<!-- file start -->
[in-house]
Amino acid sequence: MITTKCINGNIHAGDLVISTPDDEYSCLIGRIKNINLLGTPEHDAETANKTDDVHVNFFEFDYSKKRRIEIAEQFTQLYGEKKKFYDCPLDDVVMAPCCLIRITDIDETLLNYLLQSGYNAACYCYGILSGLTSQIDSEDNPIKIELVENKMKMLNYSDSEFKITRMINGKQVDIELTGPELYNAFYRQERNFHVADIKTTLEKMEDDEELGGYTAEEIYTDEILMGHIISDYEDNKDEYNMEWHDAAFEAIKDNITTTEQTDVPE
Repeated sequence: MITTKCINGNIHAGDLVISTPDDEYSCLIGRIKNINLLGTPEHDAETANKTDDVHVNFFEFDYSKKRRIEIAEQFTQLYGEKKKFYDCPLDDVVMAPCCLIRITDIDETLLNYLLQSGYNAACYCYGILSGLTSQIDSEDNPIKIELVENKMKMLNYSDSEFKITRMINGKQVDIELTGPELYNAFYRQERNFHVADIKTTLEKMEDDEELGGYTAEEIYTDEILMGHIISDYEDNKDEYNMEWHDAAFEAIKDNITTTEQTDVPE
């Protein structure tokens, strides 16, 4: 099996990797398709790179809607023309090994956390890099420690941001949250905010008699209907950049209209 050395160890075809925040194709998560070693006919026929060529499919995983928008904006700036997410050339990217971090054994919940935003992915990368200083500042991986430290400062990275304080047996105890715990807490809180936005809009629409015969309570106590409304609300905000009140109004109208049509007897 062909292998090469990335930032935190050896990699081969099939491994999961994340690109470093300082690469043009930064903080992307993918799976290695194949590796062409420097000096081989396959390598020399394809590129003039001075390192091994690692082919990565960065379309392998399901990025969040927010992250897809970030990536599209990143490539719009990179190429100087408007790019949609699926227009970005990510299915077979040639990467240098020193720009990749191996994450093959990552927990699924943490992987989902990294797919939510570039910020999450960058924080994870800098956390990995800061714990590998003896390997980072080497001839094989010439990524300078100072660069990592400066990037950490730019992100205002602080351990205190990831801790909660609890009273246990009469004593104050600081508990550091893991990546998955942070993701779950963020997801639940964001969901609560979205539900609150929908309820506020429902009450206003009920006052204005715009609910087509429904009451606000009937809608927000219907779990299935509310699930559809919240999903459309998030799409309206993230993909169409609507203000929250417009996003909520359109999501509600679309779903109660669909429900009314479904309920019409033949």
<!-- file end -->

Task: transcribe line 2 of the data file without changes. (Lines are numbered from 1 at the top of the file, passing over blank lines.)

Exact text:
Amino acid sequence: MITTKCINGNIHAGDLVISTPDDEYSCLIGRIKNINLLGTPEHDAETANKTDDVHVNFFEFDYSKKRRIEIAEQFTQLYGEKKKFYDCPLDDVVMAPCCLIRITDIDETLLNYLLQSGYNAACYCYGILSGLTSQIDSEDNPIKIELVENKMKMLNYSDSEFKITRMINGKQVDIELTGPELYNAFYRQERNFHVADIKTTLEKMEDDEELGGYTAEEIYTDEILMGHIISDYEDNKDEYNMEWHDAAFEAIKDNITTTEQTDVPE